I have long been a believer of monitoring systems, even back when computer systems were less complex than they are today.

My journey began with NetIQ AppManager, a product designed to monitor Microsoft Operating Systems, and more, by providing a framework into which you could create custom monitoring rules. It was the bees knees of monitoring at the time. I could create a rule to monitor anything and even tied it into a paging system with a bank of modems (that shows how long ago this was!).

Microsoft bought the product, whilst NetIQ also kept their product available. I was faced with do I continue with NetIQ, or do I take up the special promotion from Microsoft to tempt people away to them? Fortunately, that’s what I chose. 

This led to the 2nd generation of monitoring solutions, Microsoft would create all the rules for you, test them, you just had to download, tweak slightly, and suddenly you had thousands of best practice rules monitoring your environment. Gone were the days of manually creating them. Hallelujah!

Then the age of VMware arrived. They had their own monitoring product, Operations Manager, now vRealize Operations. This was another level again, a 3rd generation of monitoring perhaps.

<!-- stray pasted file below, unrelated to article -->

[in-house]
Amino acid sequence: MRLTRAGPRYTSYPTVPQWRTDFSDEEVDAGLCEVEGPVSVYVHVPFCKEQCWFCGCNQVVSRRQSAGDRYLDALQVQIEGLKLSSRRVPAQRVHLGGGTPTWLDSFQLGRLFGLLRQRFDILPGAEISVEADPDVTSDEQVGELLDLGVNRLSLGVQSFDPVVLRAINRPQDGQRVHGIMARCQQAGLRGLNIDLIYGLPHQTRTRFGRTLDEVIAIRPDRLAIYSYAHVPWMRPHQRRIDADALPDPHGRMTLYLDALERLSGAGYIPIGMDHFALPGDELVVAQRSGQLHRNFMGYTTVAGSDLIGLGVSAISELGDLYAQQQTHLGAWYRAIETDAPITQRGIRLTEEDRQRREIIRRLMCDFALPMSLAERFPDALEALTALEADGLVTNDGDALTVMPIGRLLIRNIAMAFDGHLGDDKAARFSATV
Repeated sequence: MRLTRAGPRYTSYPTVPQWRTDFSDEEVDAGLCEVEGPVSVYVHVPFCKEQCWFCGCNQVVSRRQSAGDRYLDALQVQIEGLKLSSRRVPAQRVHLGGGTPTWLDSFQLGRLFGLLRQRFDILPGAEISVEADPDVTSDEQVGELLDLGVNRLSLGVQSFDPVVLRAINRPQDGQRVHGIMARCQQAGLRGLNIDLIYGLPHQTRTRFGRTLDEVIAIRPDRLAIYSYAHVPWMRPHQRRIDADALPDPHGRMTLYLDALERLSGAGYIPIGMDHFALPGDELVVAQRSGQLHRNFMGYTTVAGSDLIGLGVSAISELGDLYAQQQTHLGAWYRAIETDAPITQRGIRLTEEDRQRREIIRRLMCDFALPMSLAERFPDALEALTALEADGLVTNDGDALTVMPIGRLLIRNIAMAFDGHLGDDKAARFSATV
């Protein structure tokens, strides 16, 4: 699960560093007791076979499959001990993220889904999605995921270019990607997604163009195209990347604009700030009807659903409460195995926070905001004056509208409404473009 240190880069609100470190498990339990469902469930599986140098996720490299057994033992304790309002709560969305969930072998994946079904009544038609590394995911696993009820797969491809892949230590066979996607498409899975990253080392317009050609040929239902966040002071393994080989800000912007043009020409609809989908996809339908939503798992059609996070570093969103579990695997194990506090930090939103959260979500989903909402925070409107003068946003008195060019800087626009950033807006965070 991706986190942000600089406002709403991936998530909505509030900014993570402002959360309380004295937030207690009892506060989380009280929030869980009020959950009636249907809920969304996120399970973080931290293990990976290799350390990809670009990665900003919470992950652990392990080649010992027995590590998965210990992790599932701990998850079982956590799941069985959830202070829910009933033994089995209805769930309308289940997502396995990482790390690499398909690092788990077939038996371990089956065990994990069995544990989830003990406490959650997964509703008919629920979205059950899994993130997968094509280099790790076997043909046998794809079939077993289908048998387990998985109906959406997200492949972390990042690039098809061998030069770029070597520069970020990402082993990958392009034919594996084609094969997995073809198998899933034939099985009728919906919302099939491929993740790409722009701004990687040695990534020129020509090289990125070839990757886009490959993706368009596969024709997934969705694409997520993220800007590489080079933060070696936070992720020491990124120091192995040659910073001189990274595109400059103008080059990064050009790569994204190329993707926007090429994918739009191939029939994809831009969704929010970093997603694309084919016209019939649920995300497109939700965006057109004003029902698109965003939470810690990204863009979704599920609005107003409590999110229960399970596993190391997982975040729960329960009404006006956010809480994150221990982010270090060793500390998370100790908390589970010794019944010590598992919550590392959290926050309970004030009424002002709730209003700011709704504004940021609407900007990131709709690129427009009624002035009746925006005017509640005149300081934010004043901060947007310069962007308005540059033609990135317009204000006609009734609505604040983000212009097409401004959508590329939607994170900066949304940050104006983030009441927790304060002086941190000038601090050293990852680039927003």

It didn’t just send out point in time email alerts, it crunched all the numbers, it learned my environment, when it was busy, when it was quiet, and in the latest version, it actually uses plain English to tell me there might be an issue. 

I also implemented dedicated networking monitoring solutions (which I will say are 100% beneficial due to the nature of what they monitor).

Along the journey I learned about Riverbed’s SteelCentral product, that offered full end to end visibility & monitoring, from individual mouse clicks linked through to database calls, AppDynamics and many others such as LiquidwareLabs Stratusphere, LoginVSI, VMware’s LogInsight & more, however all these were too expensive when proving a ROI would be difficult.

So, 15 years of utilising monitoring systems. Where on earth does Nimble Storage fit into all this? It’s a storage product right?